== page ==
Family Medical Leave Act (FMLA)

The Family Medical Leave Act (FMLA) provides that an employee may take 12 weeks of unpaid leave to care for their own serious health condition; the serious health condition of an approved spouse (the definition of spouse has expanded with the Supreme Court decision in Windsor), child, or relative; the birth of a child; or the adoption or fostering of a child. To be eligible an employee must have worked 1250 hours for the employer in the past 12 months. The employee must also work at a workplace where there are 50 employees in a 75 mile radius.

The FMLA requires that the employer must place an employee returning from FMLA leave into the same position they had when they left. If the returning employee can not be placed into the same position they had when they left they must be placed in a substantially similar position. The employer must keep all of the employee’s benefits current while the employee is on leave. For example the employer must keep paying their portion of the employee’s health insurance policy if that is what the employer was doing before the employee went on FMLA leave.

A serious health condition has been defined as “an illness, injury, impairment, or physical or mental condition that involves:

  1. inpatient care in a hospital, hospice, or residential medical care facility; or
  2. continuing treatment by a health care provider.

FMLA leave can be taken for the birth or adoption of a child, as well as up to 12 months after the birth or adoption to take care of the child. Parents of adopted or foster children may take FMLA leave before the placement of the child if absence from work is required to complete the placement. This may include using FMLA leave to to meet with a counselor, appear in court, confer with their attorney or the doctor representing the birth parent, receive a physical examination, or travel to another country to complete the adoption.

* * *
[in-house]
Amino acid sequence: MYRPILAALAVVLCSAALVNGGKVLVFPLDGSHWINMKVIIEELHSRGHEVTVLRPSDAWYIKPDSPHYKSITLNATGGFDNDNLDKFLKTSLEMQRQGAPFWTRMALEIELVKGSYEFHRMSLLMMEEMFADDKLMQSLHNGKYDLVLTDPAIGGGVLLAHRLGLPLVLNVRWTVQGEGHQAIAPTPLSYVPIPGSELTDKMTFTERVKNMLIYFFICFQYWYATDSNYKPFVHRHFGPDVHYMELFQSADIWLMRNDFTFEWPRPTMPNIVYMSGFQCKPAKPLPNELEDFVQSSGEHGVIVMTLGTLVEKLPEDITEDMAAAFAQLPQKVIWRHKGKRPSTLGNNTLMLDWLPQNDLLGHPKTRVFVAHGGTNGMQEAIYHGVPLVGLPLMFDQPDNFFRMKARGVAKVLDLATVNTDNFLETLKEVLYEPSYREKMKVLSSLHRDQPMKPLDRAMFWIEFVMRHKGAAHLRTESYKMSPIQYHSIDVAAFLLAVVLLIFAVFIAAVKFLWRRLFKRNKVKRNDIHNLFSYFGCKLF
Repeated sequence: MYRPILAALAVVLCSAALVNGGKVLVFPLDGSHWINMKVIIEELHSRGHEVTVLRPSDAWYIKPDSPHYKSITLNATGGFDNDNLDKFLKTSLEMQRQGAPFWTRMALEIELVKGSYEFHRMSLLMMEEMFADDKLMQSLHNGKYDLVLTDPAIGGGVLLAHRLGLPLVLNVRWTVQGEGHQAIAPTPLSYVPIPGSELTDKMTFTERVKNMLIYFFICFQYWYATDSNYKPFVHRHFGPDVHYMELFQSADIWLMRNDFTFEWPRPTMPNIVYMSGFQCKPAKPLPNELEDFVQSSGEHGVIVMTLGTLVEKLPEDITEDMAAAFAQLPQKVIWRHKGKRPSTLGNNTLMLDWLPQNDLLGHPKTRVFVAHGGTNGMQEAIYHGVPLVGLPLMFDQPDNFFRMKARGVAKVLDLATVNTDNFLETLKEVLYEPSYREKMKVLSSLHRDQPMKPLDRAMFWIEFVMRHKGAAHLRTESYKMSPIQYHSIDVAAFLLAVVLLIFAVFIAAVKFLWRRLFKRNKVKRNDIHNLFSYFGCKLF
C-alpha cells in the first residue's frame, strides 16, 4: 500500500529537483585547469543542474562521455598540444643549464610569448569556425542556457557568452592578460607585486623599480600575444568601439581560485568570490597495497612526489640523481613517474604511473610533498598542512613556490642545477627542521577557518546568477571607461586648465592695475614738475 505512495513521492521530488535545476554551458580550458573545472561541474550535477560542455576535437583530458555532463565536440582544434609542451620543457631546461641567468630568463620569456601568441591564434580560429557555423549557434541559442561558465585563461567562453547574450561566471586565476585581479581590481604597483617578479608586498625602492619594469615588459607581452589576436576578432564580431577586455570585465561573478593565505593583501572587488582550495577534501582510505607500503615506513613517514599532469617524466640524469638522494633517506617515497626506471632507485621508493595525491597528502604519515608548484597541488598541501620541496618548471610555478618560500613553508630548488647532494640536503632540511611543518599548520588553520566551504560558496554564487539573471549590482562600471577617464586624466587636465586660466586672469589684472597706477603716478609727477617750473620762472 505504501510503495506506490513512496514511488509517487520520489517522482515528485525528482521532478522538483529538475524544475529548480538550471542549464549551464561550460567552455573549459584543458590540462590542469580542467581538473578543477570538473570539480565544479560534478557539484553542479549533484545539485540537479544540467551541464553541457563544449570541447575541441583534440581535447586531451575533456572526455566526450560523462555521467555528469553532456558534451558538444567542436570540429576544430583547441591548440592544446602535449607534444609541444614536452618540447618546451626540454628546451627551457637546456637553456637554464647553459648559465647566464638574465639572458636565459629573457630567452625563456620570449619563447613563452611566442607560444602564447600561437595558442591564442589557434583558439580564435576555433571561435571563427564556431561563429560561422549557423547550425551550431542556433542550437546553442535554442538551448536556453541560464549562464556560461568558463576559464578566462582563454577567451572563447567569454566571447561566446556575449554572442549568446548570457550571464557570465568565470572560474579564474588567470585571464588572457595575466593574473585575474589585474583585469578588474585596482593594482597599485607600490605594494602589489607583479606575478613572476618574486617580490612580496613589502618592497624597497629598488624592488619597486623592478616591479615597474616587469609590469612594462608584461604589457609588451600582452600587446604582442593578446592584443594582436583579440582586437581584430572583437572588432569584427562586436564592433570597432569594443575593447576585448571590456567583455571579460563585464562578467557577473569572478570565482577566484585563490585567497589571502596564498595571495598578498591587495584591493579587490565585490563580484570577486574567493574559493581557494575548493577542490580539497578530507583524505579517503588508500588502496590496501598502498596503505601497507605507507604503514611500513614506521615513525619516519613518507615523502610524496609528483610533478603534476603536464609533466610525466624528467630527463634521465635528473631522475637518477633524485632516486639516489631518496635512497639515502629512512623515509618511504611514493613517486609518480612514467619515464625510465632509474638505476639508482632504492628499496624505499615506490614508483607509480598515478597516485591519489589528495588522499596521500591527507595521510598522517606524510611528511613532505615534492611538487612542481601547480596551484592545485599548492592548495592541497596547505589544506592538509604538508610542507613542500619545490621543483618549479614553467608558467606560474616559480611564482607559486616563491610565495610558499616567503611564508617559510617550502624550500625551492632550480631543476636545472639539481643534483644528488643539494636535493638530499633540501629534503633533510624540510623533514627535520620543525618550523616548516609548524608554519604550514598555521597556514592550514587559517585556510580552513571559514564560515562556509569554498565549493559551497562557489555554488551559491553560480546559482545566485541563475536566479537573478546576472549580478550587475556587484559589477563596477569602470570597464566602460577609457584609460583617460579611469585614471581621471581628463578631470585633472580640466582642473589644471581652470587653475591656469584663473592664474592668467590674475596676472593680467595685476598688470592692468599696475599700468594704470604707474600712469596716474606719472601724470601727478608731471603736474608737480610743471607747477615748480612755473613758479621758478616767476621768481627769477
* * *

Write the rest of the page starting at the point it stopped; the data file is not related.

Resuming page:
Employees may also take FMLA leave to address serious health conditions of minors with whom they have an in loco parentis relationship, or serious health conditions of adults who raised them in an in loco parentis relationship. This might include an aunt taking FMLA leave to care for a niece she has been raising, or a niece taking FMLA leave to care for the aunt who raised her.

The FMLA has a number of notice requirements that apply to the employer and the employee wishing to take leave. Employees must provide 30 days advance notice of the need to take FMLA leave when the need for leave is foreseeable. When 30 days notice is not possible, the employee must provide notice as soon as practicable and generally must comply with their employer’s normal call-in procedures.

An employee can also take their FMLA leave as “intermittent leave”. This means an employee can take time to do things like attend a doctors appointment or a child’s physical therapy session without having to take time off work entirely. The time taken is counted against the 12 week leave allotment.

Employer’s are also prohibited from retaliating against an employee who took leave under the FMLA. Retaliation can include firing, change in job duties, reduction in pay, reduction in hours, change in location, or other employment actions that create a more difficult work environment.

Attorney Benjamin Kandy has successfully guided employees through a number of FMLA issues. If you have an FMLA problem in Georgia, contact Attorney Kandy.

 

Links:

US Department of Labor FMLA Wage and Hour Division – FMLA Information

 

This information is provided as guidance only and is not meant to address any individual’s specific situation. This information is not meant to create an attorney-client relationship between the reader and Attorney Benjamin Kandy or The Law Office of Benjamin B. Kandy LLC.

 

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